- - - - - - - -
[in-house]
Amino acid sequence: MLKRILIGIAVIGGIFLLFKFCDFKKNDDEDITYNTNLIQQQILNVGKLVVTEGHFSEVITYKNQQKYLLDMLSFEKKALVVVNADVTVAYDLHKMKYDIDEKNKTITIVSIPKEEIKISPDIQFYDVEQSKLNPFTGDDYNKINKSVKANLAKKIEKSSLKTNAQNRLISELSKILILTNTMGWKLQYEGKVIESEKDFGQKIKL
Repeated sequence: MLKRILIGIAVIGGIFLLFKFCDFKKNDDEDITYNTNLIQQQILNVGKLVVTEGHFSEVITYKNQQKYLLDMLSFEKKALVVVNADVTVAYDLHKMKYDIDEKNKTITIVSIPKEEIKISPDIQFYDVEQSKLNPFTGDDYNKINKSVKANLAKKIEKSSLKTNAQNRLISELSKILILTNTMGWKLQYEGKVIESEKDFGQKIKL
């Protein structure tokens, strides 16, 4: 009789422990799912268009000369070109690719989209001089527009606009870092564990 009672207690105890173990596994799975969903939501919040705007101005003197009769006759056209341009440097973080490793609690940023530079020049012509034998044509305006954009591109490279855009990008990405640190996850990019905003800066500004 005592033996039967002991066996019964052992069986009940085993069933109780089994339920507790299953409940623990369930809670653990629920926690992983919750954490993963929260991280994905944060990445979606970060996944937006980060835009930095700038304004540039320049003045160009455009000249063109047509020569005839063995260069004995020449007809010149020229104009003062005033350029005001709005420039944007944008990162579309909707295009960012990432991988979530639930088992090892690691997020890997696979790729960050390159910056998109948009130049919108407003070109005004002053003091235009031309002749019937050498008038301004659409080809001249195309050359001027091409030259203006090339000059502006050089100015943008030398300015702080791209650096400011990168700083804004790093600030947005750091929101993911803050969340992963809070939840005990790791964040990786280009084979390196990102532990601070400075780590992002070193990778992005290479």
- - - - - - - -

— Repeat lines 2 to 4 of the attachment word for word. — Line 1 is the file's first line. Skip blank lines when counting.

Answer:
Amino acid sequence: MLKRILIGIAVIGGIFLLFKFCDFKKNDDEDITYNTNLIQQQILNVGKLVVTEGHFSEVITYKNQQKYLLDMLSFEKKALVVVNADVTVAYDLHKMKYDIDEKNKTITIVSIPKEEIKISPDIQFYDVEQSKLNPFTGDDYNKINKSVKANLAKKIEKSSLKTNAQNRLISELSKILILTNTMGWKLQYEGKVIESEKDFGQKIKL
Repeated sequence: MLKRILIGIAVIGGIFLLFKFCDFKKNDDEDITYNTNLIQQQILNVGKLVVTEGHFSEVITYKNQQKYLLDMLSFEKKALVVVNADVTVAYDLHKMKYDIDEKNKTITIVSIPKEEIKISPDIQFYDVEQSKLNPFTGDDYNKINKSVKANLAKKIEKSSLKTNAQNRLISELSKILILTNTMGWKLQYEGKVIESEKDFGQKIKL
């Protein structure tokens, strides 16, 4: 009789422990799912268009000369070109690719989209001089527009606009870092564990 009672207690105890173990596994799975969903939501919040705007101005003197009769006759056209341009440097973080490793609690940023530079020049012509034998044509305006954009591109490279855009990008990405640190996850990019905003800066500004 005592033996039967002991066996019964052992069986009940085993069933109780089994339920507790299953409940623990369930809670653990629920926690992983919750954490993963929260991280994905944060990445979606970060996944937006980060835009930095700038304004540039320049003045160009455009000249063109047509020569005839063995260069004995020449007809010149020229104009003062005033350029005001709005420039944007944008990162579309909707295009960012990432991988979530639930088992090892690691997020890997696979790729960050390159910056998109948009130049919108407003070109005004002053003091235009031309002749019937050498008038301004659409080809001249195309050359001027091409030259203006090339000059502006050089100015943008030398300015702080791209650096400011990168700083804004790093600030947005750091929101993911803050969340992963809070939840005990790791964040990786280009084979390196990102532990601070400075780590992002070193990778992005290479």